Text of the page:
Arts & Culture
Music and Migration
The Music and Migration team has been consistently putting in effort to study the various, and often complicated ways in which our two topics interconnect. During the last several months, many students have conducted interviews and/or analyzed specific pieces of music from a wide variety of genres, all of which in some way tie into the topic of migration. The provided playlist brings in many of these songs and musical styles that we were able to explore throughout the year.
The diversity of the pieces in this playlist serves to represent the Music and Migration students' goals in portraying the meaning of music to migrants and vice versa, as well as the distances at which different songs, styles, and instruments can travel.
Architecture and Migration
Renato Russi doing his sketch work
"Working as an architect in China wasn't just a job for me. I have always tried to work looking for a common thread that can connect different experiences and ancient cultures, keeping in mind a world in constant evolution."
Renato Russi on Blending Italian and Chinese Sensibilities in Architecture
Sabrina (Haoyue) Li (UCSB)
with thanks to Alessandra Scomparin (Messagero Veneto Scuola)
The Second Generation team has been researching brain development differences on the children of immigrants by interviewing a diverse group of academics and children of immigrants. In their research, they are finding the neurological differences between children of immigrants and their peers, while listening to firsthand accounts of how children of immigrants identify and look at mixed cultures. The images below are family photographs of second generation immigrants and original quotes of what they see in these photographs.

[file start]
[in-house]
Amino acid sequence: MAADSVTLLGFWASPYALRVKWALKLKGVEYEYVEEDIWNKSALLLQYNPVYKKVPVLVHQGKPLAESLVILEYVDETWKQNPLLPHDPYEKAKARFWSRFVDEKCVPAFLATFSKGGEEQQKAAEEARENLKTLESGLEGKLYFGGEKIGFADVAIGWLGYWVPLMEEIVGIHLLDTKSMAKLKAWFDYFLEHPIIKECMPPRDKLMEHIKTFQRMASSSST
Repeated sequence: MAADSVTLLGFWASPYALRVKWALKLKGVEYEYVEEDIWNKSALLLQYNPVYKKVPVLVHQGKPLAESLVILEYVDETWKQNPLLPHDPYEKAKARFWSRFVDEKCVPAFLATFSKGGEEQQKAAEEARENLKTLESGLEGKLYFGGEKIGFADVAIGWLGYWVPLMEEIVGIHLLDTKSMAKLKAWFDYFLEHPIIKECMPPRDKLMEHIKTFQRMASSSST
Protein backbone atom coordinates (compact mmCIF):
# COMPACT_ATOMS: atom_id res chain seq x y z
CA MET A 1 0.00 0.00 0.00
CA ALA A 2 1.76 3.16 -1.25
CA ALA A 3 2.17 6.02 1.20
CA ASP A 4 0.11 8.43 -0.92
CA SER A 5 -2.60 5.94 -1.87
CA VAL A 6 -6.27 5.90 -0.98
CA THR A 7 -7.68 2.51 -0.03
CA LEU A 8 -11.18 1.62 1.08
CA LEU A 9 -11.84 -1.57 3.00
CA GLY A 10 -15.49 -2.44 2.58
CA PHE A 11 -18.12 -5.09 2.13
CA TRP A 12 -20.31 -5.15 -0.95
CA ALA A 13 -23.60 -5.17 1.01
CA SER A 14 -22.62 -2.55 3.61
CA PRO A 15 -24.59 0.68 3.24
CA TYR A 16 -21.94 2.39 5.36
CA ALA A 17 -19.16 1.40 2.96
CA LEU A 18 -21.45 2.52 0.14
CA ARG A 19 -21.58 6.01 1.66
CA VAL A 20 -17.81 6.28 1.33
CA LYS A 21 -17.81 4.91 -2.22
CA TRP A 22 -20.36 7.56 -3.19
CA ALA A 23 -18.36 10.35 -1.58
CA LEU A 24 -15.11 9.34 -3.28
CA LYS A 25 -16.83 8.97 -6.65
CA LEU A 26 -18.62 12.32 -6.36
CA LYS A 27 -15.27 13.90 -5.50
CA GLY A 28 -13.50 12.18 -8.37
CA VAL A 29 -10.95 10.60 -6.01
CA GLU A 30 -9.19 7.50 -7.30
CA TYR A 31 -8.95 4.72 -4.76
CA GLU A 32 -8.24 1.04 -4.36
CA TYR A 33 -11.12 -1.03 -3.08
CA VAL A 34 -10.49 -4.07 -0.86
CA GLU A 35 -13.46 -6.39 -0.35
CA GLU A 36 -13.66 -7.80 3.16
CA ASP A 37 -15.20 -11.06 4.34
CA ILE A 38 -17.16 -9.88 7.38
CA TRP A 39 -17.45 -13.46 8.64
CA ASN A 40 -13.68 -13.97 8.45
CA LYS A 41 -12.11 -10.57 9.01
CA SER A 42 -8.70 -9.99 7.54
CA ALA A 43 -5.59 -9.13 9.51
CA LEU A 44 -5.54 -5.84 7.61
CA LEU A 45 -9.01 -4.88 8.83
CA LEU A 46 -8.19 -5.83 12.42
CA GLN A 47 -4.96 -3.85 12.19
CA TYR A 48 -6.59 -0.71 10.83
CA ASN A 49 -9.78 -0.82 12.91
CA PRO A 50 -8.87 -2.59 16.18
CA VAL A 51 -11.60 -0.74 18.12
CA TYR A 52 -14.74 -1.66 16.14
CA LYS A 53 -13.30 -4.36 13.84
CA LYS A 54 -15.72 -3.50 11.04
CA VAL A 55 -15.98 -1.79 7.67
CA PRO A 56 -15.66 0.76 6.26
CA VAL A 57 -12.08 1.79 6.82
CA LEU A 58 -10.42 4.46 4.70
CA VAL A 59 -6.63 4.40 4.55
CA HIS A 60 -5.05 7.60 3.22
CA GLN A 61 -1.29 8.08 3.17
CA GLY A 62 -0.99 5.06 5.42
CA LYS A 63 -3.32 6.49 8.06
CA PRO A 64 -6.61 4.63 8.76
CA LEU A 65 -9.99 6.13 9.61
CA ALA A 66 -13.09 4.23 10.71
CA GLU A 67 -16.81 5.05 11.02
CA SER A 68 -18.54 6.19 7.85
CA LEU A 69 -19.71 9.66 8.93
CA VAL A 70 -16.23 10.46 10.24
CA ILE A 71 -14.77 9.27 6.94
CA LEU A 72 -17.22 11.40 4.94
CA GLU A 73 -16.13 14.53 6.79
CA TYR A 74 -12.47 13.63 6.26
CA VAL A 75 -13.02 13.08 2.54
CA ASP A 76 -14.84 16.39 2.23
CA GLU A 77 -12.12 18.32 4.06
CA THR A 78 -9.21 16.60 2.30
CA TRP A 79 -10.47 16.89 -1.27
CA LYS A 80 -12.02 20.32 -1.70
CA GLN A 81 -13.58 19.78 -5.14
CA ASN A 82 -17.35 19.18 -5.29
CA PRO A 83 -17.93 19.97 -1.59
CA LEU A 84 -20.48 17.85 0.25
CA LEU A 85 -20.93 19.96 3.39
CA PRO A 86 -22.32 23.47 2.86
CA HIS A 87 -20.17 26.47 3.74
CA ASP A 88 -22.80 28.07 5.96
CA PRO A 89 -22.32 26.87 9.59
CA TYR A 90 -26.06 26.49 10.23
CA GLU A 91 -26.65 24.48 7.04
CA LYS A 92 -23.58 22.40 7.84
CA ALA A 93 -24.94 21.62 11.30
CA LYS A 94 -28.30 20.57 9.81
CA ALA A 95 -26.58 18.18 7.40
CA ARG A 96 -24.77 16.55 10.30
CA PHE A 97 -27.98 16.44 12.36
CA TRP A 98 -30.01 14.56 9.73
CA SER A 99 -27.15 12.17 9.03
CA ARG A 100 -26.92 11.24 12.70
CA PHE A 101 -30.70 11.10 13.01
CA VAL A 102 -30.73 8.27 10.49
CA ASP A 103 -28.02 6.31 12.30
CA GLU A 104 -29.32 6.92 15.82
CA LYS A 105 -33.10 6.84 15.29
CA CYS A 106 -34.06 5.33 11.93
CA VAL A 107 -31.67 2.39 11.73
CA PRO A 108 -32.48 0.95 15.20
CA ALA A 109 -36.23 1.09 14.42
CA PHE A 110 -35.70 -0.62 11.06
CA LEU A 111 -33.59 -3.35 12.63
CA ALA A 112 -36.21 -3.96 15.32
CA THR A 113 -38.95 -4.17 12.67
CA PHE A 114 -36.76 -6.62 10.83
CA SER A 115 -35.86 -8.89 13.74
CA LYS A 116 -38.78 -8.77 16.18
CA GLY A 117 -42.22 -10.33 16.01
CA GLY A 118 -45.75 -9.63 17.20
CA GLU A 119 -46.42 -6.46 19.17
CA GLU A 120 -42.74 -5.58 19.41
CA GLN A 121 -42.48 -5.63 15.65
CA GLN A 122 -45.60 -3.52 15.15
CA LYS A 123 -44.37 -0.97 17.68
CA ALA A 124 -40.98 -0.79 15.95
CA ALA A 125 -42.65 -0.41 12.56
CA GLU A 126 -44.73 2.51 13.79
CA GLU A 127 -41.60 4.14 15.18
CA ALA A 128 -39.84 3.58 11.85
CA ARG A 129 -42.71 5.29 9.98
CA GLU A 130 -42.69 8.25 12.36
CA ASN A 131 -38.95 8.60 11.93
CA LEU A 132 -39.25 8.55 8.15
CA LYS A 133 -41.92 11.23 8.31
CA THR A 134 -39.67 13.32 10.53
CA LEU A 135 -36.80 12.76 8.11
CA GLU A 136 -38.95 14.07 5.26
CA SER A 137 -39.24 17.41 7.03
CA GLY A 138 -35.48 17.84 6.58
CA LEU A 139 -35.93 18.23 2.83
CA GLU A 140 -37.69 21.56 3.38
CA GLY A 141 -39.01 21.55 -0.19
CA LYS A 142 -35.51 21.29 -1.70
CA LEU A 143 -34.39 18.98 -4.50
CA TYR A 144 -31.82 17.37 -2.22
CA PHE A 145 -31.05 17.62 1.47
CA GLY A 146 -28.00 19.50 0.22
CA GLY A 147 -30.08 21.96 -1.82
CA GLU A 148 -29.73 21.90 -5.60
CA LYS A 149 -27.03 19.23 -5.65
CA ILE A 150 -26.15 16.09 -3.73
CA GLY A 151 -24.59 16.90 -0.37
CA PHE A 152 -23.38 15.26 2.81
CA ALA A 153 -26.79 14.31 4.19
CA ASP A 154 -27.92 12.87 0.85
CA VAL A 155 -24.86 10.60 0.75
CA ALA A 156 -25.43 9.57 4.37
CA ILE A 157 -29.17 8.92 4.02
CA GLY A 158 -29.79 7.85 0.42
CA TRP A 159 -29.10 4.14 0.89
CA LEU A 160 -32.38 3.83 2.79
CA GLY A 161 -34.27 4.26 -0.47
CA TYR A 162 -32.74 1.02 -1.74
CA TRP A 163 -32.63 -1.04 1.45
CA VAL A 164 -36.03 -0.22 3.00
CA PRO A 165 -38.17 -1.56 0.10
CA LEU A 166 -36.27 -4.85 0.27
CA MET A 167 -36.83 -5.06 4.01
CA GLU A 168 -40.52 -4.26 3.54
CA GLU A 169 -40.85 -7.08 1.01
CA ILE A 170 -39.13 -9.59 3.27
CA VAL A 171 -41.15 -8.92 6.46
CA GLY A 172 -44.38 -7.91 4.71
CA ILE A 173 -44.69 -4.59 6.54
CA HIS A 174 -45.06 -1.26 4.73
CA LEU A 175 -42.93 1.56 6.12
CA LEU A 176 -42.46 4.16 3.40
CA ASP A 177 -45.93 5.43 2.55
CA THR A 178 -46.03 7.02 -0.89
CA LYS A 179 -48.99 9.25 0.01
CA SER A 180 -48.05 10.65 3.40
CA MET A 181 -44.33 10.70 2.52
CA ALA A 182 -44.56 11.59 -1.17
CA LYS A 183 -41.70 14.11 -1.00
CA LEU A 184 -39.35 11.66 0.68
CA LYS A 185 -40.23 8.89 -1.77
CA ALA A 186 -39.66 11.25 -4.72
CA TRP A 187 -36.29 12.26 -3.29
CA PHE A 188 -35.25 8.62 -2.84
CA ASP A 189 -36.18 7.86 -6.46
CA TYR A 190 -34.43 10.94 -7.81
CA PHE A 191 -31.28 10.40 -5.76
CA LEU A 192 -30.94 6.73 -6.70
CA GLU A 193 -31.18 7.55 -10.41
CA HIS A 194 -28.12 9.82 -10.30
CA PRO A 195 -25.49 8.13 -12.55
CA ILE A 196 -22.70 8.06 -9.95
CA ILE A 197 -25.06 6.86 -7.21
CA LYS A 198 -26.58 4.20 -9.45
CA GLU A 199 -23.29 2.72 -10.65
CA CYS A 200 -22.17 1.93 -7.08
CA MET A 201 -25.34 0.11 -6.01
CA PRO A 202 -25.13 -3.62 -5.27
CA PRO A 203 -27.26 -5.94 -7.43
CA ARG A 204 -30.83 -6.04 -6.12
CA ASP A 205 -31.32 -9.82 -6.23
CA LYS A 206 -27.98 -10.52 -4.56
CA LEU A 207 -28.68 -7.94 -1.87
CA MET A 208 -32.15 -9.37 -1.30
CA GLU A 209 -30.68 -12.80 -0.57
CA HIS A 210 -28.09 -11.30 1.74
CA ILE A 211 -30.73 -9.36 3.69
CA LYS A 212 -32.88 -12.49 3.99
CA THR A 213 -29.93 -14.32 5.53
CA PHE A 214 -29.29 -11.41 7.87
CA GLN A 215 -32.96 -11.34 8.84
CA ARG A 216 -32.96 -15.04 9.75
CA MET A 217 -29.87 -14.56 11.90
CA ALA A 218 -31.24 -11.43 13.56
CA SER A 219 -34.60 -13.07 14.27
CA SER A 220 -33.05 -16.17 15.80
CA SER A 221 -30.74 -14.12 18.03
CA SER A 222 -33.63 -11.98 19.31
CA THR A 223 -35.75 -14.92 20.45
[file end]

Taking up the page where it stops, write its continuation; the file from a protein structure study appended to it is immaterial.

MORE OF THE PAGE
Pictured (left to right): Glenn Ando, Satoshi Ando, and Masako Ando.
Glenn identifies as a second and a half generation immigrant as his father is a native-born American and his mother migrated from Japan. This is his and his father's first visit to Japan circa 1969.
Stephanie Ando (UCSB), Giacomo Mastronardi, Elisa Mizza, Ludovica Borgatti, Martina Faggiani, Marianna Macorig, Francesca Cadel, Denida Doda, Anna Bertoli, Alice Bressa, Maria Antonia (Luna), and Marco Moro.
A Migrant Genealogy of Naming
This project, ambitious in scope, includes over 40 survey responses of individuals reflecting on their names and their histories, alongside interviews from those who lost their names (and hence their identities) as a result of political persecution, and those who made names for themselves in and through celebrity culture as well. Research was also completed on the political and legal aspects of names and naming; on the political, we investigated name and accent discrimination alongside how immigrants name their children, and on the legal, an (in progress) interview with a U.S. Senator is in the works on the importance of birth certificates and ID's recognizing accent marks in names.
Photo: A Portrait of a Family Through Their Names
"Arman" is a common Armenian name in Turkey that means "wish," "hope," and/or "an honorable and good man."
"Gonul" is a Turkish name meaning "heart," "mind," and "desire." The name is often invoked in classical and romantic Turkish music.
With "Ugur" meaning "luck" and "ladybug" and Nur meaning "light," Arman and Gonul named their daughter in accordance with their hopes and desires.
"...our brain activates not only when we make actions but also when we see other people doing that same action. Imitation is such an important aspect of mirroring behavior: it’s fundamental for empathy, self-awareness, for learning, and hence for the transmission of culture."